• In the case: People’s Union for Democratic Rights v. Union of India, 1982 Supreme Court held that Article 23 is constituted to prohibit or abolish any form of forced labour or any labouring without the consent of the person even if it is contractual. Court has insisted that every form of forced labour is within the inhibition of Article 23 and it makes no difference whether the person who is forced to give his labour or services to another is remunerated or not. Even if the remuneration is paid, the labour supplied by the person would be hit by Article 23 if it is supplied against the will of the labour i.e. as a result of force or compulsion. The court said that the word ‘force‘ must be construed to include not only physical or legal force but also force arising from the compulsion of economic circumstances. The court said that the word ‘force’ must be construed to include physical or legal force and it can also arise from the compulsion of economic circumstances. Therefore, a person who provides labour or service to another for less than minimum wage also amounts to forced labour.
  • In Sanjit Roy v. the State of Rajasthan, 1983 Supreme Court held that payment by the State of wages lower than minimum wages to persons employed on famine relief work was held to be invalid under Article 23.
  • In Deena v. Union of India, 1983, Supreme Court held that labour taken from prisoners without paying proper remuneration is violative of Article 23.

D. Bonded Labour System

This is also a form of forced labour known as Bandhua Majdoor. Under this system, a person is bound to provide labour to another for years and years until a debt is wiped out. It was made to enable the exploitation of weaker sections of people by socially and economically stronger sections. Parliament enacted the Bonded Labour System (Abolition) Act, 1976 to tackle the problem of bonded labour.

Supreme Court in Bandhua Mukti Morcha v. Union of India, 1984 held that bonded labour is unconstitutional under Article 23. Court held that bonded labourers must be identified and released from the shackles of bondage so that they can assimilate themselves into the mainstream civilized society.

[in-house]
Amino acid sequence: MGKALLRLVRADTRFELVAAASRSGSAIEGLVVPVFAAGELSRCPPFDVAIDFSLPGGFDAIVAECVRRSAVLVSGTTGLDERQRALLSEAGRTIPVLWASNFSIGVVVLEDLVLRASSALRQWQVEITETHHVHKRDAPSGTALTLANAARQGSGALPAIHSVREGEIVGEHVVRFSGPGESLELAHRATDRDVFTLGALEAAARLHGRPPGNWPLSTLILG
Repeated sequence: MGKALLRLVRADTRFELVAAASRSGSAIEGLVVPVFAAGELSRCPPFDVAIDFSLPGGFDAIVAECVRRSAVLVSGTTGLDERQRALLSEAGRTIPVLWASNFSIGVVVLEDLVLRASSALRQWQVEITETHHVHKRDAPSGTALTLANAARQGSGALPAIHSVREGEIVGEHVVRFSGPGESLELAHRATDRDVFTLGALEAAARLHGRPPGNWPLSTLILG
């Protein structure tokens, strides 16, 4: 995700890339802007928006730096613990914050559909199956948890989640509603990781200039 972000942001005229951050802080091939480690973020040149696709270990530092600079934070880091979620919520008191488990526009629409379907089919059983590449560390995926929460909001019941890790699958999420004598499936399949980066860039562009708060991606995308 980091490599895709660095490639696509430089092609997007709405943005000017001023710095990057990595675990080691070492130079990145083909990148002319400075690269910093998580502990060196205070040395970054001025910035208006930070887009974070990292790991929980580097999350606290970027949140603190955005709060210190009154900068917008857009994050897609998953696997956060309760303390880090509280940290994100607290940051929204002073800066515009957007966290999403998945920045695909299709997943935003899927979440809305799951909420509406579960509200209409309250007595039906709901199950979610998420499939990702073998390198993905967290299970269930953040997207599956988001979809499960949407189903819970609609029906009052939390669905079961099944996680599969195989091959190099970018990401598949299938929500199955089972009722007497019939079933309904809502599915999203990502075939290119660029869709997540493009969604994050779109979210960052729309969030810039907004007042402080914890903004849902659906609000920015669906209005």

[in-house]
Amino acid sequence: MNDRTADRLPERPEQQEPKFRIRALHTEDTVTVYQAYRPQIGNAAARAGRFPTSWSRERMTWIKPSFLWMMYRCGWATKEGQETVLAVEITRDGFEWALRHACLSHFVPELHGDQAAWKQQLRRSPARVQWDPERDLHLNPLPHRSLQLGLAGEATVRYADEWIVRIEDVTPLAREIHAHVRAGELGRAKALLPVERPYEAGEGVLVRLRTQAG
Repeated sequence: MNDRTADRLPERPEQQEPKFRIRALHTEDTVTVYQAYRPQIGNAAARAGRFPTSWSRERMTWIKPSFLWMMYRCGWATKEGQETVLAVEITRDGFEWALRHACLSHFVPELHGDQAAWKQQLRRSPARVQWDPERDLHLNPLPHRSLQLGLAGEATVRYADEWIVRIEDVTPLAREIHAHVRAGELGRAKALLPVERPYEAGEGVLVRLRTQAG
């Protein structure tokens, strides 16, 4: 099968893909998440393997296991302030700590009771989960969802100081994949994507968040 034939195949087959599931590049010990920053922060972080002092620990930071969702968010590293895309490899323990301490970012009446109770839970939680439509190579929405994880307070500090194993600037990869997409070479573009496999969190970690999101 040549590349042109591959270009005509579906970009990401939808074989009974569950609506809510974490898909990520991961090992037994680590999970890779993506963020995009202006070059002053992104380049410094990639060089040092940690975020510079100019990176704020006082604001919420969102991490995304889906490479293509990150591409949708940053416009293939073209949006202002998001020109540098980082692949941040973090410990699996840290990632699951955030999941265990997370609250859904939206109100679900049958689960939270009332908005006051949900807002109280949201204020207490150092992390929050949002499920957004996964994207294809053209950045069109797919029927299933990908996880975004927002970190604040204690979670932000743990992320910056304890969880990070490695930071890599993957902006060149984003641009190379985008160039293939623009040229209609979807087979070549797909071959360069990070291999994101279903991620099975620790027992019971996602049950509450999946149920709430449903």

In Neerja Choudhary v. State of Madhya Pradesh, 1984, Supreme Court held that whenever it is found that any workman is forced to provide labour for no remuneration or nominal remuneration, the presumption would be that he is bonded labour unless the employer proves otherwise. The Court also emphasized that the failure on the part of the government in implementing the provisions of Bonded labour system(Abolition) Act,1976 would be a clear violation of Articles 21 and 23 of the Constitution.

E. Compulsory Service for Public Purposes

Article 23(2) provides that State can impose compulsory service for public purposes. By providing such services the State shall not discriminate on any ground provided under article 15 of the Constitution. The State is not obliged to pay for compulsory services imposed. Therefore, the government demanding services of teachers in the census, election, family planning duties, etc. is not violative of Article 23(1).

Also Read: Child Labour Report

Article 24 – Prohibition of Employment of Children in Factories, etc

Article 24 provides that no child below the age of fourteen years shall be employed to work in any factory or mine or engaged in any other hazardous employment. Provision made under Article 24 provides that no person can force a child below the age of 14 years into a hazardous activity or any like employment.

  • In People’s Union for Democratic Rights v. Union of India, AIR 1982 SC 1943, Supreme Court held that construction work is dangerous work, and employment of children (below the age of 14 years) in the construction industry amounts to a violation of Article 24.